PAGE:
2ohm vs 4ohm?

98stang6

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Hey guys whats up? Can someone please explain to me, the difference between a 2ohm subwoofer and a 4ohm subwoofer? im looking into a JL audio 12" W3 sub and the 2ohm and 4ohm versions cost exactly the same.

I already have an 12" Alpine Type R sub (4ohm i believe (it has 2 sets of positive and negitives on the sub itself) and im powering it with an ALpine MRP-M650 mono amp. (600 watts RMS at 2 ohms / 400 watts RMS at 4 ohms ... i think)

The thing is i want to mount the sub facing upward where the spare tire goes.. but the type R is way too tall. JL's are a great deal smaller if i remember right. so i want to switch.

my question(s) is what would be the better sub (2ohm or 4ohm) using my amp??

thanks alot for any help guys. ill try and get some pics tommorow cuz im probably going to put the type R and ported box up for sale.
 

Foster98GT

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I cant say for sure but Ive always believed the ohms meant no difference in speaker. Its all about what ohm your amp can handle. When you connect different ohm speakers they present different ohm loads for your amp, also the more speakers you add to one amp can change the ohm load as well. What you need to know is what ohm load you want your amp to run and which ohm speakers will make your amp work at that ohm.

You have a Mono amp(1channel) If you want your amp to put out 600watts you need speakers that will put a 2ohm load on it.
If you want it too put out 400watts the speakers need to give it a 4ohm load.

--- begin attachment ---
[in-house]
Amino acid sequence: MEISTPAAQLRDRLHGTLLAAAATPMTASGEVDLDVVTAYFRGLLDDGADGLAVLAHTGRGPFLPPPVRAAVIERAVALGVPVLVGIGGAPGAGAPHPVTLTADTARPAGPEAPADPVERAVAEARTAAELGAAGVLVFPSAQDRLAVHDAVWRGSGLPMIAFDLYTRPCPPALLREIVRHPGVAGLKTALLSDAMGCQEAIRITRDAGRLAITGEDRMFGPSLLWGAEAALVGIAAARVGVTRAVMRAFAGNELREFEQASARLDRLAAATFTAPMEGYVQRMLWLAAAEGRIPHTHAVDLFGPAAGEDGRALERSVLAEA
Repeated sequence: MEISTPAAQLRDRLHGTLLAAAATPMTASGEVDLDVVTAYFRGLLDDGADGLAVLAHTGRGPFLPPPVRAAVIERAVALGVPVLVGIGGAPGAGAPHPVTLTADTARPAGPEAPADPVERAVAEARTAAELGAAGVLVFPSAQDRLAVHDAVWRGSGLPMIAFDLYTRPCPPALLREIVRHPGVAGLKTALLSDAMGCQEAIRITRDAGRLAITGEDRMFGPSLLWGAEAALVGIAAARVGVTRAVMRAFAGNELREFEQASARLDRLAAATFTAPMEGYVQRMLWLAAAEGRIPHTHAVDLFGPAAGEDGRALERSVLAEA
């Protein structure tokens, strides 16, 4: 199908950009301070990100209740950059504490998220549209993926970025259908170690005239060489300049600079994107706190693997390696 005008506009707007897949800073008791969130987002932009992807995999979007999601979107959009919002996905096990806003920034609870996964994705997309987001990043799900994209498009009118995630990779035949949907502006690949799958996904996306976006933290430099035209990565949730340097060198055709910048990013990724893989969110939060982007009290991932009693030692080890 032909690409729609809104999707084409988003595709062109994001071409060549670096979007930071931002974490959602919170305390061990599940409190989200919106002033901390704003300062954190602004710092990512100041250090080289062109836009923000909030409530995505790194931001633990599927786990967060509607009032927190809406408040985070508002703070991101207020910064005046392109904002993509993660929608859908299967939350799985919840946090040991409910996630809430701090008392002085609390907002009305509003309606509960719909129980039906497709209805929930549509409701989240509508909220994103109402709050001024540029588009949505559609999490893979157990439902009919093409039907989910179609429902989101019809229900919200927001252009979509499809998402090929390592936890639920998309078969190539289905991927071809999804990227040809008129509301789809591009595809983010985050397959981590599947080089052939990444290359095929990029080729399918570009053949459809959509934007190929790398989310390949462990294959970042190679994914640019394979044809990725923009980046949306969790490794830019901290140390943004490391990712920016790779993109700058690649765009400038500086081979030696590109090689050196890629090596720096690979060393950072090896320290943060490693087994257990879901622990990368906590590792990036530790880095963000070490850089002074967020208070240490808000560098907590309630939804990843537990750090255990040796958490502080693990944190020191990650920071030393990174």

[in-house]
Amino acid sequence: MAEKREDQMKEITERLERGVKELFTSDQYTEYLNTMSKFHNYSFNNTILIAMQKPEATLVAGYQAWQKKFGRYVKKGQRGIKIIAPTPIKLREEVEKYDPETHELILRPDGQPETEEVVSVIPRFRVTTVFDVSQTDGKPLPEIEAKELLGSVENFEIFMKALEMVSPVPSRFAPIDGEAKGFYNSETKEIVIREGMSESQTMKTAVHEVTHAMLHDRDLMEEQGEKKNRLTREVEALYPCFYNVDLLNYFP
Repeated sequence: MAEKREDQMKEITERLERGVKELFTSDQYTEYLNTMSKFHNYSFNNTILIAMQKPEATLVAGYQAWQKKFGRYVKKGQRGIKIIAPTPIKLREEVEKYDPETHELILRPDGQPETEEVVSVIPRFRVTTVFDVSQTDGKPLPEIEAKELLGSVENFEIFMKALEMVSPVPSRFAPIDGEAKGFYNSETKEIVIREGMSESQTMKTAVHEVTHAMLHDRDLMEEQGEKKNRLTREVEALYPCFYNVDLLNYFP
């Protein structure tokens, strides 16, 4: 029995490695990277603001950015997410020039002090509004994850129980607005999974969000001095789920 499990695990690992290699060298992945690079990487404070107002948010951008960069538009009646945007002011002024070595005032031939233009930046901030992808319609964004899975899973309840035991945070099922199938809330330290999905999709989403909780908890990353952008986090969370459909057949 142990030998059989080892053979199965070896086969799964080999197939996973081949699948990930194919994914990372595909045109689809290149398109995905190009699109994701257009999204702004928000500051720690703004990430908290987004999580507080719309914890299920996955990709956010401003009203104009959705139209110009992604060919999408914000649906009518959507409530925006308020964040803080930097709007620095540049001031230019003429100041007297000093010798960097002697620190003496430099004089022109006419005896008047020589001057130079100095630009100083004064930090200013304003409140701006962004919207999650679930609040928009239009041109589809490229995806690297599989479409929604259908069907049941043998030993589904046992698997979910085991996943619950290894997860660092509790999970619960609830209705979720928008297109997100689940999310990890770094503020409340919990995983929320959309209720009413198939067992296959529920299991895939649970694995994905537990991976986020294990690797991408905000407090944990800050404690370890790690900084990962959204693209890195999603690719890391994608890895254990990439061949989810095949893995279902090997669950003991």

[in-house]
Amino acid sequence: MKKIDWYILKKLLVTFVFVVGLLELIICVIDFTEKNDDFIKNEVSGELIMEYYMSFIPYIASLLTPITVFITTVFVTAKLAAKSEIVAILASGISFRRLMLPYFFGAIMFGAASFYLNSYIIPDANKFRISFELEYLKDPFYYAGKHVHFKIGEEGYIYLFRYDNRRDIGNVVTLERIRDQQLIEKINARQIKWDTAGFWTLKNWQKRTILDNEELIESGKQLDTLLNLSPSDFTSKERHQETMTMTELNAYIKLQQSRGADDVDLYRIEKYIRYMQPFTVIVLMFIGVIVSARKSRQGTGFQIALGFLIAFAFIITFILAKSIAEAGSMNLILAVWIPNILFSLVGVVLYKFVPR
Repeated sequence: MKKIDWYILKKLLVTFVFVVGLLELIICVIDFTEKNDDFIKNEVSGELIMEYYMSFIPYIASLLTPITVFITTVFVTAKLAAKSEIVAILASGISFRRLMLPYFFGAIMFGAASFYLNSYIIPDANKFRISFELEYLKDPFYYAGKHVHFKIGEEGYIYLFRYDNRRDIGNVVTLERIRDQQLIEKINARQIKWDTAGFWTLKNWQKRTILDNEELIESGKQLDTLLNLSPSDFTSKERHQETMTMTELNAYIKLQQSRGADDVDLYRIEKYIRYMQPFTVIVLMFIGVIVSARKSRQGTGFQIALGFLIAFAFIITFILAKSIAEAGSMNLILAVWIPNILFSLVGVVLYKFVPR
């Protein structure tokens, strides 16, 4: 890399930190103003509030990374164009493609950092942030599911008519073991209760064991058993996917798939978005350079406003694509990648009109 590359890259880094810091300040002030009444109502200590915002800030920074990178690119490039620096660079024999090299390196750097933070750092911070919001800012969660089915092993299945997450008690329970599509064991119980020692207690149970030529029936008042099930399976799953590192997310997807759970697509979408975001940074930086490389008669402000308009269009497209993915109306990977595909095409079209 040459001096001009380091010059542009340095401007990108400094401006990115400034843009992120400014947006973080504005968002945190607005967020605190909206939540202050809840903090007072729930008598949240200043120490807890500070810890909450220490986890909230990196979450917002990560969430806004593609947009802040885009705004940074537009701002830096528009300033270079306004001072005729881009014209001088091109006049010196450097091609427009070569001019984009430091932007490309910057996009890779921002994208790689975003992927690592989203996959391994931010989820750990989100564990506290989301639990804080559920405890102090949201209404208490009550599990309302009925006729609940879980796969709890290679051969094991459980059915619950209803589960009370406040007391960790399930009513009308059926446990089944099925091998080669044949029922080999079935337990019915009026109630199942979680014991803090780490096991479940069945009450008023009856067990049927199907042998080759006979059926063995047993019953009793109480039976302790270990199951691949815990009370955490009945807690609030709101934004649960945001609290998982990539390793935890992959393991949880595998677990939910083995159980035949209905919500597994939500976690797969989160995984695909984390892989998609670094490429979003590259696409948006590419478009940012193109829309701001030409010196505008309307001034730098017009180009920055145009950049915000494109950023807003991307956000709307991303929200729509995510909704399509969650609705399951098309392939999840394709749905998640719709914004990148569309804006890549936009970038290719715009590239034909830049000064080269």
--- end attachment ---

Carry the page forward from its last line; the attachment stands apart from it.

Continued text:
The Alpine sup sounds line its a dual voice coil speaker, which basically means it can be wired a couple of different ways to present different ohm loads.
 

justinschmidt1

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Its just a differant load...for example..if you have a amp running bridged at 500 watts at 4 ohms.. you need a dual voice coil 2 ohm sub to make it work....head over to caraudioforums.com and ask for help there.
 

Quick96Mystic

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Okay, you're better off with the 2ohm sub, you can't run anymore efficiently than 4 ohms.. the more power you can get out of 4 ohms the better

If you drop the ohms to 2ohms you're running your amp a little below efficiency but your sub will be running efficiently yet near it's peak

If you're gonna be doing competition, drop the sucker down to half a ohm and blow the shit out of your equipment :bunny3:

Hope that helped.. i kind of suck at explaining things :comando:
 

Matt94GT

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if your buying one sub go for 2ohm, its more user friendly and easier to find an amp for and usually most are setup more benifical to a 2ohm.
 

stangs4life

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Ohms are your load resistance.

Speakers and Amps need to be matched for optimal performance.

Using the formula R1+R2+....Rn for series circuits and (R1*R2) / (R1+R2) for parallel circuits We see that:

In series: (2) 4 ohm speakers would yield 8 ohms resistance. Series in this instance is

Amp + ---- +speaker R1 - ------ +speaker R2 - ----- \ In a series circuit the negative lead of the first speaker